Every year at this time we talk about taxes, the way we calculate our taxes in Alberta can be very confusing it takes a lot of time and effort to fully understand the process.
The taxpayers here over all are in a position this year of having no additional tax dollars taken out of their pockets than last year. Unfortunately that does not mean that nobody received a tax increase this year I will explain.
Tax rates in Alberta are set by the combination of two factors "Marketplace Assessment and Mill rate", each year our Assessor must determine the Assessment value of our whole community. He does that by factoring in the values of properties sold in the market place for the last twelve months. Due to the markets some years single family residential homes may be in demand, other years condos, country residential etc etc. In a nut shell values go up and down, and sometimes in some areas more or less than others.
This year our total municipal assessment base dropped 4% now to bring in the same amount of taxation dollars as last year the mill rate had to increase 4%.
So assuming that your property dropped in value the average 4% with an increased mill rate of 4% you would pay the same taxes as last year.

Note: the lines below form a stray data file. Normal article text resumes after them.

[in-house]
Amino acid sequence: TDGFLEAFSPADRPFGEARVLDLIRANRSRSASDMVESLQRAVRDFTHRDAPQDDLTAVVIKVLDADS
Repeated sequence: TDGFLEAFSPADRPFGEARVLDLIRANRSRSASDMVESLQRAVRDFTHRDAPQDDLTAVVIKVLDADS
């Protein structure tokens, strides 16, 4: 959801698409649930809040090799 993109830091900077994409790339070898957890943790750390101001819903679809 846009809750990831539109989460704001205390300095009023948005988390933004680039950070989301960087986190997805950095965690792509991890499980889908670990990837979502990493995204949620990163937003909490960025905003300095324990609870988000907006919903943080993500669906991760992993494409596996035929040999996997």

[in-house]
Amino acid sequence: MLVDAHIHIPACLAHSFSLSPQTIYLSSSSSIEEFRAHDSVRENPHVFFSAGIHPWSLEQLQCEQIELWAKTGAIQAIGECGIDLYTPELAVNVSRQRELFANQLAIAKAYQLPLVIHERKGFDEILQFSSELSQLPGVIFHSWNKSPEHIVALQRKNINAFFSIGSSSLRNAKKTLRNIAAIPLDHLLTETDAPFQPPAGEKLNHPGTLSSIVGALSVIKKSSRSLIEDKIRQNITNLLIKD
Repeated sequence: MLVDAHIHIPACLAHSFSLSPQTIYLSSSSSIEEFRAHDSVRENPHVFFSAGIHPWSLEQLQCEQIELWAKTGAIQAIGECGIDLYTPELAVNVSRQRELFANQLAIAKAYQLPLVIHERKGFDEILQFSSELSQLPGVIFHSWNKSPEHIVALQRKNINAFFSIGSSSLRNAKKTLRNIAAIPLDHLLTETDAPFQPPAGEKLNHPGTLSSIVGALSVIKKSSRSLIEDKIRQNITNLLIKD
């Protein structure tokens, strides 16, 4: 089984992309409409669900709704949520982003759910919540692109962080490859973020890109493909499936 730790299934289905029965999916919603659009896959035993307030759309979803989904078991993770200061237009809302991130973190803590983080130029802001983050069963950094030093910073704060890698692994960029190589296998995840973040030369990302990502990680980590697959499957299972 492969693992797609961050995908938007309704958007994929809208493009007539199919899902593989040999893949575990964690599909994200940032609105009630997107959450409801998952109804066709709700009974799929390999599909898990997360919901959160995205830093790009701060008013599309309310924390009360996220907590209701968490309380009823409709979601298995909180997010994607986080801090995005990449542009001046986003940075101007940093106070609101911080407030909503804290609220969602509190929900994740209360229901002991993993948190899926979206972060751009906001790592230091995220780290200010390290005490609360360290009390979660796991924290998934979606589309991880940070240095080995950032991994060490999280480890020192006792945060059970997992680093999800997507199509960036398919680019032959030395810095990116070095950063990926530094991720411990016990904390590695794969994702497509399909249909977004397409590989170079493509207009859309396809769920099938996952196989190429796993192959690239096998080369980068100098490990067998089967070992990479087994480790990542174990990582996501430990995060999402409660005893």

Some examples (Numbers may not totally equal due to rounding)
2013-$200,000 home x mill rate of 9.130963 that would equal $1826
2014-$192,000 home (4% drop) x mill rate of 9.4954 that would equal $1823
Virtually the same as 2013
Why did my taxes go up? I will use my own assessment as an example.
2013-$307,000 home x mill rate of 9.130963 that would equal $2803
2014-$303,000 home x mill rate of 9.4954 that would equal $2877 my taxes went up $74 why because my property only dropped in value by 1%.
Then I will give you an example of a person who's value went down more than the 4%.
2013-$155,000 home x mill rate of 9.130693 that would equal $1415
2014-$146,000 home x mill rate of 9.4954 that would equal $1386 their taxes dropped by $29 because their value dropped more than the 4%
I hope I have explained this process, I understand it is complicated but in the simplest terms I can explain. The mill rate increased 4% if your property value decreased the average 4% your taxes stayed the same, if your value decreased less than 4% your taxes went up. If you value decreased by more than 4% your taxes went down.
Note: If you are really interested in the whole process of market place assessment you should read the following http://mgareview.alberta.ca/wp-content/upLoads/media/Market-Value-Assessment-and-Administration-Discussion-Paper.pdf
It is a little technical but it does fully explain the process, if you still have questions or concerns contact the Assessor Glen Snelgrove at 562-8833.